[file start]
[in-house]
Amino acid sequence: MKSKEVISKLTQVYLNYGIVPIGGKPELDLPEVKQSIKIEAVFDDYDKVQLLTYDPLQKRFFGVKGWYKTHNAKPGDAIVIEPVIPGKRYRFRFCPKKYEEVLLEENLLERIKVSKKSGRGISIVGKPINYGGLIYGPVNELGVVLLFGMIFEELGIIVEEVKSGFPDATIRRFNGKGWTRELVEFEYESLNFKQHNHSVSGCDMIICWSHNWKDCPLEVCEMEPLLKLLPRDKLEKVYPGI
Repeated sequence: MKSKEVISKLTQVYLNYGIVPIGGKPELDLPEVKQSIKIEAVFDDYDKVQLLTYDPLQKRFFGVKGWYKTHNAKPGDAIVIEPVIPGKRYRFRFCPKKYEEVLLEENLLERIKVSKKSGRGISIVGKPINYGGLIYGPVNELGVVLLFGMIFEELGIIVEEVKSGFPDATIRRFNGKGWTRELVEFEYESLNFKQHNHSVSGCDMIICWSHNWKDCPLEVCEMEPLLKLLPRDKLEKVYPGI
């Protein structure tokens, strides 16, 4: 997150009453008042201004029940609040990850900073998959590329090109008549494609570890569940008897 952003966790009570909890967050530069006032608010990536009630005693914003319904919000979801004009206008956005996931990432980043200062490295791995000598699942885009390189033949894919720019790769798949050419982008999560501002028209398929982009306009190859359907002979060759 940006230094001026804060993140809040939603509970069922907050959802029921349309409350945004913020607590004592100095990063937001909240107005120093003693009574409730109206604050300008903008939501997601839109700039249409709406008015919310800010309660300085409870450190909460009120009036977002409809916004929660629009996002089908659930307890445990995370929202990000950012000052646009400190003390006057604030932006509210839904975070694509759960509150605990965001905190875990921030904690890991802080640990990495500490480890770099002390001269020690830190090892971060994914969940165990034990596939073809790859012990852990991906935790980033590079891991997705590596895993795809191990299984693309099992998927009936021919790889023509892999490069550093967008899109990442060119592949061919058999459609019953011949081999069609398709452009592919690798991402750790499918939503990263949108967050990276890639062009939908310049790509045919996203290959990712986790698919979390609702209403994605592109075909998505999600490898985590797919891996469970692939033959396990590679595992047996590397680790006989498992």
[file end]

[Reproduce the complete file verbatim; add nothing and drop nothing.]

[in-house]
Amino acid sequence: MKSKEVISKLTQVYLNYGIVPIGGKPELDLPEVKQSIKIEAVFDDYDKVQLLTYDPLQKRFFGVKGWYKTHNAKPGDAIVIEPVIPGKRYRFRFCPKKYEEVLLEENLLERIKVSKKSGRGISIVGKPINYGGLIYGPVNELGVVLLFGMIFEELGIIVEEVKSGFPDATIRRFNGKGWTRELVEFEYESLNFKQHNHSVSGCDMIICWSHNWKDCPLEVCEMEPLLKLLPRDKLEKVYPGI
Repeated sequence: MKSKEVISKLTQVYLNYGIVPIGGKPELDLPEVKQSIKIEAVFDDYDKVQLLTYDPLQKRFFGVKGWYKTHNAKPGDAIVIEPVIPGKRYRFRFCPKKYEEVLLEENLLERIKVSKKSGRGISIVGKPINYGGLIYGPVNELGVVLLFGMIFEELGIIVEEVKSGFPDATIRRFNGKGWTRELVEFEYESLNFKQHNHSVSGCDMIICWSHNWKDCPLEVCEMEPLLKLLPRDKLEKVYPGI
């Protein structure tokens, strides 16, 4: 997150009453008042201004029940609040990850900073998959590329090109008549494609570890569940008897 952003966790009570909890967050530069006032608010990536009630005693914003319904919000979801004009206008956005996931990432980043200062490295791995000598699942885009390189033949894919720019790769798949050419982008999560501002028209398929982009306009190859359907002979060759 940006230094001026804060993140809040939603509970069922907050959802029921349309409350945004913020607590004592100095990063937001909240107005120093003693009574409730109206604050300008903008939501997601839109700039249409709406008015919310800010309660300085409870450190909460009120009036977002409809916004929660629009996002089908659930307890445990995370929202990000950012000052646009400190003390006057604030932006509210839904975070694509759960509150605990965001905190875990921030904690890991802080640990990495500490480890770099002390001269020690830190090892971060994914969940165990034990596939073809790859012990852990991906935790980033590079891991997705590596895993795809191990299984693309099992998927009936021919790889023509892999490069550093967008899109990442060119592949061919058999459609019953011949081999069609398709452009592919690798991402750790499918939503990263949108967050990276890639062009939908310049790509045919996203290959990712986790698919979390609702209403994605592109075909998505999600490898985590797919891996469970692939033959396990590679595992047996590397680790006989498992």